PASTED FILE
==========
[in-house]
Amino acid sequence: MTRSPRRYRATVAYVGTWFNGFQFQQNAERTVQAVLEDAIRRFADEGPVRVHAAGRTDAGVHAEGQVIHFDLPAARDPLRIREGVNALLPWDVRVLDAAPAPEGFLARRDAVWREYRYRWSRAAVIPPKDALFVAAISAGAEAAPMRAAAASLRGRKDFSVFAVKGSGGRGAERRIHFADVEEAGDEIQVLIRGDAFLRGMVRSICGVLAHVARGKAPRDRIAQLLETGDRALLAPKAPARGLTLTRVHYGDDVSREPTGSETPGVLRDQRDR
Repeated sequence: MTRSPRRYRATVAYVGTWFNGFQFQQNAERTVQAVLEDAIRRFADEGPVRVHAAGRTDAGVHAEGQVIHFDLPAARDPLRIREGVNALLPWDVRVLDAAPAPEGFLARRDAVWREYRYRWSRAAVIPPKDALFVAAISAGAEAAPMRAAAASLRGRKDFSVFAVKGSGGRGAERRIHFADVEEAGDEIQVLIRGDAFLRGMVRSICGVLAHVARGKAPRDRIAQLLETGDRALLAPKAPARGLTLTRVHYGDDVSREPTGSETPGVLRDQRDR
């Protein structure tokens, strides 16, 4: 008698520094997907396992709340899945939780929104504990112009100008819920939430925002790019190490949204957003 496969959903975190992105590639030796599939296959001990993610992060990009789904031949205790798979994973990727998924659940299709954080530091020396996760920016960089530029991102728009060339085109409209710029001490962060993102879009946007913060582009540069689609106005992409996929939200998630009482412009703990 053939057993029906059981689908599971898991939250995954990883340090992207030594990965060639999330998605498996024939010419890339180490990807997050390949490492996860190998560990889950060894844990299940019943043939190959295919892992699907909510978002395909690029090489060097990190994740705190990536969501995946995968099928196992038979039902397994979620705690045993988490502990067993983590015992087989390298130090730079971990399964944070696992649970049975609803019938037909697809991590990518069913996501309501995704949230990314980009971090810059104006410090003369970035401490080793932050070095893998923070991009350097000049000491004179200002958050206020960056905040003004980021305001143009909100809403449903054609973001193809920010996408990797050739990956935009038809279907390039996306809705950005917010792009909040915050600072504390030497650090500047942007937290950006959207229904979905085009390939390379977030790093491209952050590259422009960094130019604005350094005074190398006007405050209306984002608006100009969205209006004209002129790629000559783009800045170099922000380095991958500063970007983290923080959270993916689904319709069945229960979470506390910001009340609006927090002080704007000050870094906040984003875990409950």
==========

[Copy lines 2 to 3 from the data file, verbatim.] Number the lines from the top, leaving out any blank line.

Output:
Amino acid sequence: MTRSPRRYRATVAYVGTWFNGFQFQQNAERTVQAVLEDAIRRFADEGPVRVHAAGRTDAGVHAEGQVIHFDLPAARDPLRIREGVNALLPWDVRVLDAAPAPEGFLARRDAVWREYRYRWSRAAVIPPKDALFVAAISAGAEAAPMRAAAASLRGRKDFSVFAVKGSGGRGAERRIHFADVEEAGDEIQVLIRGDAFLRGMVRSICGVLAHVARGKAPRDRIAQLLETGDRALLAPKAPARGLTLTRVHYGDDVSREPTGSETPGVLRDQRDR
Repeated sequence: MTRSPRRYRATVAYVGTWFNGFQFQQNAERTVQAVLEDAIRRFADEGPVRVHAAGRTDAGVHAEGQVIHFDLPAARDPLRIREGVNALLPWDVRVLDAAPAPEGFLARRDAVWREYRYRWSRAAVIPPKDALFVAAISAGAEAAPMRAAAASLRGRKDFSVFAVKGSGGRGAERRIHFADVEEAGDEIQVLIRGDAFLRGMVRSICGVLAHVARGKAPRDRIAQLLETGDRALLAPKAPARGLTLTRVHYGDDVSREPTGSETPGVLRDQRDR